Why Fiat Chrysler Is Killing The Dodge Dart And Chrysler 200

John Rosevear

Production of the slow-selling sedans will end so FCA can use its assembly lines to make more Jeeps and Rams, FCA's CEO says. Here's how that's likely to play out.

Fiat Chrysler Automobiles CEO Sergio Marchionne said last week that the company will stop making the Dodge Dart and Chrysler 200 at some point in the near future in order to use the cars' factories to make more SUVs and trucks instead.

What's the story, here?

A "permanent shift" away from sedans in the U.S.

Here's what Marchionne said during the company's fourth-quarter earnings conference call:

We have seen a significant shift in the product mix of cars being sold [in the U.S.] Part of this is been driven by continuing low gas prices, which -- certainly in terms of our forecast period -- we do not expect to see fundamentally change directionally.

There has been, in our view, a permanent shift toward UVs and pickup trucks [in the U.S. market]. And we have seen, certainly in terms of our ability to meet market demand, some severe restriction in terms of the dexterity of our manufacturing system to accomplish that end.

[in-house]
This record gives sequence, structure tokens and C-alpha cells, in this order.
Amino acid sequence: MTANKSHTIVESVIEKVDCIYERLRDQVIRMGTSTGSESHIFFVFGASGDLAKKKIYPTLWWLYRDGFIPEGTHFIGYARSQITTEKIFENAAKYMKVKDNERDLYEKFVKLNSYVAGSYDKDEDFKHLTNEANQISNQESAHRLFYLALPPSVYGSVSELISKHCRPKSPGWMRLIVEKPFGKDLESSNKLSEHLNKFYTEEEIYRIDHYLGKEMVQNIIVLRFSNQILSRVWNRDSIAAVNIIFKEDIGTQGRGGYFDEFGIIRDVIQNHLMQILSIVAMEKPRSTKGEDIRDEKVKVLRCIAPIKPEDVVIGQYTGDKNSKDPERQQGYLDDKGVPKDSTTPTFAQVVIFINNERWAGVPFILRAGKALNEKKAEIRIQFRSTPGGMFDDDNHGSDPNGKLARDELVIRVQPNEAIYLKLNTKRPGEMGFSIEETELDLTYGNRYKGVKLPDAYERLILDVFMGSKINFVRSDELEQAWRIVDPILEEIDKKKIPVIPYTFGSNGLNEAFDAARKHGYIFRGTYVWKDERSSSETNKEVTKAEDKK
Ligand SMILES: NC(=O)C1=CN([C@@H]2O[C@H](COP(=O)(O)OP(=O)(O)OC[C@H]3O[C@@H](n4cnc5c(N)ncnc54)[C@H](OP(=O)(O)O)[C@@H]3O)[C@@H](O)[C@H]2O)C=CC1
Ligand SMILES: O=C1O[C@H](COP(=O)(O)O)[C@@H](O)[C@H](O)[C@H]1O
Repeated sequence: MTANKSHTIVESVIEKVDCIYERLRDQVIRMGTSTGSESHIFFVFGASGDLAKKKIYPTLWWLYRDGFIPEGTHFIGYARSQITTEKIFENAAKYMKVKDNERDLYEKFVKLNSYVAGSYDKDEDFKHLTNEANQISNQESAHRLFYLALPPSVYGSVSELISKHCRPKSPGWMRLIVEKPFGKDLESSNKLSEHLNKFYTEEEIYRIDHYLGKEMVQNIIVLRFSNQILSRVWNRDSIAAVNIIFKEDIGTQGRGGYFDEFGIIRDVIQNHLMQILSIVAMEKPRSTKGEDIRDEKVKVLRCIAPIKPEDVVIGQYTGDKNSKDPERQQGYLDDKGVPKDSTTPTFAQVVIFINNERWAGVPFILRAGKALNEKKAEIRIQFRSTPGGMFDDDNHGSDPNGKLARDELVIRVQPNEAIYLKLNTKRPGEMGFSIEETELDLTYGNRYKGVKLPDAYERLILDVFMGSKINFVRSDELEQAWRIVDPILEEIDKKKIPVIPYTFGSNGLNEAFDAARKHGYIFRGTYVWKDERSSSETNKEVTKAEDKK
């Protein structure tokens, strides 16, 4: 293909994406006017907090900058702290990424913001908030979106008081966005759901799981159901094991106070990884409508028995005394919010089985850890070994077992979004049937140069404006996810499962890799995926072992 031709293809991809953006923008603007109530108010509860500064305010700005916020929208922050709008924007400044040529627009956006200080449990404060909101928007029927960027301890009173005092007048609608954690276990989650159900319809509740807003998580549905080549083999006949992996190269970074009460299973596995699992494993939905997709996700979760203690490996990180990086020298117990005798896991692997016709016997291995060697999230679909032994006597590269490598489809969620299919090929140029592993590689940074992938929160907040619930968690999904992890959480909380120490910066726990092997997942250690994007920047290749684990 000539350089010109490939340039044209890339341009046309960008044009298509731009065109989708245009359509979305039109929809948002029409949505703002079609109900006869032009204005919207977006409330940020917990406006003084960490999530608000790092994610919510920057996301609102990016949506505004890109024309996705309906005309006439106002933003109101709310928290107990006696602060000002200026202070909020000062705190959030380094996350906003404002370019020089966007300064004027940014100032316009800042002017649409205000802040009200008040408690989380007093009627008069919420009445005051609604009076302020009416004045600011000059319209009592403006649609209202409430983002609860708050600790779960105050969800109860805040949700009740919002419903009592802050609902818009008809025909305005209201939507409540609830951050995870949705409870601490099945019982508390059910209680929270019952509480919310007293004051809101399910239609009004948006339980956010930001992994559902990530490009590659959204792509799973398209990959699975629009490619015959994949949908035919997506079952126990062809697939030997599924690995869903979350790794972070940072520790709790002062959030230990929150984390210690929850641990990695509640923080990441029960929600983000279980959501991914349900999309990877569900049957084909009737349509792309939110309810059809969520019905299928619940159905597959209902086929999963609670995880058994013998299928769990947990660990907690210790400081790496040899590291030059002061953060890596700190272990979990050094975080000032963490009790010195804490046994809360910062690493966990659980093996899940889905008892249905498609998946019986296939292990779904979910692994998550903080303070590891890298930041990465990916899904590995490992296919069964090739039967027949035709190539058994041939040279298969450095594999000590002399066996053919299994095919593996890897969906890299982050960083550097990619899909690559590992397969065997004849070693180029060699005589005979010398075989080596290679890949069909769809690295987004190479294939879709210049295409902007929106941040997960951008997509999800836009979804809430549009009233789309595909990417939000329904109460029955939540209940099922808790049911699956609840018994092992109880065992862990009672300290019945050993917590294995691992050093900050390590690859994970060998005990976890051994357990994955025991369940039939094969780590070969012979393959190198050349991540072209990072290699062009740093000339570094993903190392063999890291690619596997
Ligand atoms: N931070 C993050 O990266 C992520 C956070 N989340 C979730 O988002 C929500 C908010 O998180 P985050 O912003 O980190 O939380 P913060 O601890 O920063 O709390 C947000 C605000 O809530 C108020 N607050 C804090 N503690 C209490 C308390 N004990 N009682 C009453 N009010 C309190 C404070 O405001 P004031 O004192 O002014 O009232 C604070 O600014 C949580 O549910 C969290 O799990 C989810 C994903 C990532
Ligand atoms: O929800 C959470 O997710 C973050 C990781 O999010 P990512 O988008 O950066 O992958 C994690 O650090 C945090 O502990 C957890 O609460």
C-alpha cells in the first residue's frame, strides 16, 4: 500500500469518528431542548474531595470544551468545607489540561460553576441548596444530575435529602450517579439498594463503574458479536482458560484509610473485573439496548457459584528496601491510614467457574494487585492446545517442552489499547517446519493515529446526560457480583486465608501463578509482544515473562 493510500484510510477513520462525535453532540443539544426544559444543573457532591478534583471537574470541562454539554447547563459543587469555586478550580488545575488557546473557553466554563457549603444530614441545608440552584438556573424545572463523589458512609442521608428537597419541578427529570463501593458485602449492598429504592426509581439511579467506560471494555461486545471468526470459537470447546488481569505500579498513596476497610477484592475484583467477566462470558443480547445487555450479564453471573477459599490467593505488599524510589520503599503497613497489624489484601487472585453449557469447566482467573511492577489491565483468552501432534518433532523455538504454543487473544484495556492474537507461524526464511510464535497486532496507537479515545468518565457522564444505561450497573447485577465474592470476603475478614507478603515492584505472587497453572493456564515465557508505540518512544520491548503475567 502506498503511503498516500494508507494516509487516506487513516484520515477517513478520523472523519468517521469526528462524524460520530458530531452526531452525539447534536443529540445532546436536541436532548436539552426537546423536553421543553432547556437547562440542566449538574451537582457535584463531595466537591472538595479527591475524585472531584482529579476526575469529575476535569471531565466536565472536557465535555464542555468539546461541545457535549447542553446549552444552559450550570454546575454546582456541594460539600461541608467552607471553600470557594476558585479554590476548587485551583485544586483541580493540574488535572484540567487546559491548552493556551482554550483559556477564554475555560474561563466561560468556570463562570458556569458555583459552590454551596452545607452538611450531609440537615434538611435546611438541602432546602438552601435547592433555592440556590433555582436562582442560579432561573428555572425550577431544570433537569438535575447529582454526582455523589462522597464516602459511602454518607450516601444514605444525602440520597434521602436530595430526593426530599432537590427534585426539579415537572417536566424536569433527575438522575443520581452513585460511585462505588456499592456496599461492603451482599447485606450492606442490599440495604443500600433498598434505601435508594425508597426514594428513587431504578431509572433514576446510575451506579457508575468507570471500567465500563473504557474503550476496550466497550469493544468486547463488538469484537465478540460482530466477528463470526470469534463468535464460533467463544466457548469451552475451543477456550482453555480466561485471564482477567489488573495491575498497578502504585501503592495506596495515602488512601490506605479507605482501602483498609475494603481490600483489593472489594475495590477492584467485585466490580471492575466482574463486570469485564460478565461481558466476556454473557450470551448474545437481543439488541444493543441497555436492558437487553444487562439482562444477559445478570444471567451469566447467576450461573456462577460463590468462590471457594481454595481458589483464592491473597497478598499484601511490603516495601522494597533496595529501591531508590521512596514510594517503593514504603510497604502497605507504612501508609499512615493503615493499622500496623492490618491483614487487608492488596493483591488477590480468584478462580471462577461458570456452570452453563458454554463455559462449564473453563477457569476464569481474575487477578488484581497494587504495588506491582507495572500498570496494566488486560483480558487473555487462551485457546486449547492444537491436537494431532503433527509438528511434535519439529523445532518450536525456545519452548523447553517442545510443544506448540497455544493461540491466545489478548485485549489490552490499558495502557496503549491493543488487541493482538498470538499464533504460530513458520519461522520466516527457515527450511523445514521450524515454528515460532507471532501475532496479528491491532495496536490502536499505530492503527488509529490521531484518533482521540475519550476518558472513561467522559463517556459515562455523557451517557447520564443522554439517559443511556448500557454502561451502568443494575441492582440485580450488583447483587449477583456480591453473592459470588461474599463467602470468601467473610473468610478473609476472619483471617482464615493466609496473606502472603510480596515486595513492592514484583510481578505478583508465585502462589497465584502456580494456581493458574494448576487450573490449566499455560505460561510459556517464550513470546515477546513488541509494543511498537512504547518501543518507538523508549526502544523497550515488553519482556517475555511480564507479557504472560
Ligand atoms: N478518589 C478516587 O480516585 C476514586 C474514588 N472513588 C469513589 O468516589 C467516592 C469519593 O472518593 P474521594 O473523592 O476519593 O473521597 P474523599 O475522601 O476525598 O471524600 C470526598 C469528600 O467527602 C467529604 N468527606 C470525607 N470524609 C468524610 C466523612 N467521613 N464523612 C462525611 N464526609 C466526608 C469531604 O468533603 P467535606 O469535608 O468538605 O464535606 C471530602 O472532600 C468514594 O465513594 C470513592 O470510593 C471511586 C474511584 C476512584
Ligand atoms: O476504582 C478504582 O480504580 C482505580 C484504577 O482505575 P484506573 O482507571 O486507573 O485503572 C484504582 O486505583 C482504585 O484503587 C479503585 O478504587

In other words, FCA has struggled to meet market demand for highly profitable products like its Jeep Cherokee and Wrangler. Several of its factories are running flat-out now, but the company feels it could sell even more SUVs and pickups if only it could make more.

Meanwhile, sales of FCA's mainstream compact and midsize sedans, the Dodge Dart and Chrysler 200, are lagging.

"And so, one of the things that we have decided to do is to effectively de-focus -- from a manufacturing standpoint in the U.S. -- to de-focus on the passenger car market. There are two cars in particular, the Dodge Dart and the Chrysler 200, which will run their course," he said (emphasis added).

FCA doesn't want to build more factories in North America in order to make more SUVs, because those factories could become high-cost burdens in the event of a downturn. But Marchionne wants to maximize the profitability of the factories FCA already has in North America while the market is favorable.

Source: 
The Motley Fool